After what felt like a decade of staring at combinations of letters and symbols that might as well have been Greek, at 2 AM, I finally admitted defeat. I failed — hard.
Maybe you can relate.
It was in the early hours of a Sunday morning that I finally realized, “Maybe I should have someone build this website for me.”
If this is something you’ve been through, I can sympathize.
Today you’ll be happy to know that you don’t need to know complex coding languages or even their more basic foundations like HTML and CSS to build a website. You can copy and paste text, add or remove pages, and altogether create websites in less than an hour.
With something called a content management system (CMS).
What is a content management system?
A content management system is a software used to upload, manage, and edit all types of content on a website. From images to navigation menus, from buttons to landing pages, CMS’s help you arrange and change it all without extensive coding knowledge.
There’s no question they make content management easier, so the only question becomes: Which is right for you?
There are dozens of free and open source options out there, but three in particular are the choice of 86% of all people who use content management systems.
WordPress vs. Drupal vs. Joomla
Together, these three CMS titans power nearly 30% of the entire internet, dwarfing all their other competitors.
WordPress is the clear favorite, hogging 68% of the market, while Joomla and Drupal duke it out for second place.
But this isn’t a popularity contest.
When choosing a CMS for your website, there are other things to take into account: ease of use, scalability, support, etc.
While WordPress is the most widely used CMS, and Joomla claims the second biggest piece of the CMS market pie, Drupal is no slouch.
When designers set out to build a simple blog or corporate website, they turn to WordPress. When they’re looking for something a little more versatile that’s still relatively easy to set up, they choose Joomla.
But if they’re looking for something more robust — something scalable and more secure — they manage their content with Drupal.
Some more big names who use Drupal to maintain their websites:
- Lady Gaga
- Johnson & Johnson
- World Economic Forum
- The Economist
- New England Patriots
- Georgetown University
- Museum of Fine Arts
- Whole Foods
- National Basketball Association
And when the marketing teams from the websites listed above run social media, pay-per-click, and other forms of paid promotions, they turn to a Drupal landing page to drive user action.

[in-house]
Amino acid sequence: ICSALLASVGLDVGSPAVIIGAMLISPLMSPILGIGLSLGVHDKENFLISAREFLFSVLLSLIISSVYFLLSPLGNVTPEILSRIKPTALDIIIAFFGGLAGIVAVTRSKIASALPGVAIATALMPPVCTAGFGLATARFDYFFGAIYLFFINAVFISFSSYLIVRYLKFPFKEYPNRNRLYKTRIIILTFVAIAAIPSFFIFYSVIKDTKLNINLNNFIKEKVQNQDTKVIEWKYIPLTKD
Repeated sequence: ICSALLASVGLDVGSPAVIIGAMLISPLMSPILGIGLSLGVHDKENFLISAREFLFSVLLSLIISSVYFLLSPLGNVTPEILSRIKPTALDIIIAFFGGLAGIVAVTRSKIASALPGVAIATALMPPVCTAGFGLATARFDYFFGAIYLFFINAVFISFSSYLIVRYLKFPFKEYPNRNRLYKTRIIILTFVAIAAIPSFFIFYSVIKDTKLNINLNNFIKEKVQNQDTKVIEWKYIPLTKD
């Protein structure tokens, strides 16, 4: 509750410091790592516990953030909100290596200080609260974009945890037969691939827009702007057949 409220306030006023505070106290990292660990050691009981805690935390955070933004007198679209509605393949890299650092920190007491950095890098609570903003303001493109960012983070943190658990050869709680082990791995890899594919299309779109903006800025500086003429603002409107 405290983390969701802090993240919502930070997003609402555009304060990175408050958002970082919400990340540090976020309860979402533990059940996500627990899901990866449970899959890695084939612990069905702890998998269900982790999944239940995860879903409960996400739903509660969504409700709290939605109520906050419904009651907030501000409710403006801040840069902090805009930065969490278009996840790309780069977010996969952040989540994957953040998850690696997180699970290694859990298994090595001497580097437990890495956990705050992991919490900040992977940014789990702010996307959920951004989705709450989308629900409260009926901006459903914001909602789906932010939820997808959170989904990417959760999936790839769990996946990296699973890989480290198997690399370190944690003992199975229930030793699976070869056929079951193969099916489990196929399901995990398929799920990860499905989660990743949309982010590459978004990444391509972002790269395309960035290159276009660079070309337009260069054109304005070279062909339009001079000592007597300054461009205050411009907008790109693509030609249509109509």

What is a Drupal landing page?
Whether they learned it through trial and error, or some Google research, web designers and marketers know that navigation links kill conversions.
Your homepage is a great starting point for potential customers, but if they’ve clicked through from a Facebook post or a Google Adwords ad, something called “intent” comes into play.
“Intent” refers to the reason your prospect clicked your link in the first place. If your link reads: “Economist.com - Save 87% On The Economist,” when clicked, users expect to be taken to a page where they can learn more about saving 87% on a subscription to The Economist, like this one:
That’s one example of a Drupal landing page.
Not so much.
Too many businesses simply direct prospects to their homepage — and there’s one major problem with that.
When that user finds themselves on your homepage, they’re confronted with all sorts of links, offers, banners, and other distracting stimuli that could potentially overwhelm them to the point that they forget your offer and leave.
Here’s what The Economist’s homepage looks like above the fold:
Holy content overload.
Imagine if you had been directed to this page instead of the one above it, which was tailored specifically to boosting magazine subscriptions. You’d have to hunt around visually, scanning every pixel on the homepage for the menu item that would most likely take you to the offer you were there to claim.
Maybe you’d see the little bar above the navigation menu that reads “Subscription offers,” but, then again, maybe you wouldn’t.
Maybe you’d get distracted by a breaking news story, click through to read it and never come back.
Or maybe you’d see an ad for a product you had considered purchasing, and click through to buy that instead.
The point is, every promotion needs its own page — one that’s free of navigation links and flashing banner ads. It should briefly describe the benefits of the offer that you advertised via social media, PPC, or email, and then compel its visitors to claim it.
That’s what a Drupal landing page does. It has:
- No navigation, or outbound links to other web pages, even ones on your own site
- Only one goal: to convert your prospect on a specific offer
Now that we’ve nailed that definition down, let’s take a look at some examples from brands that have already incorporated Drupal landing pages into their marketing strategy.
Drupal landing page examples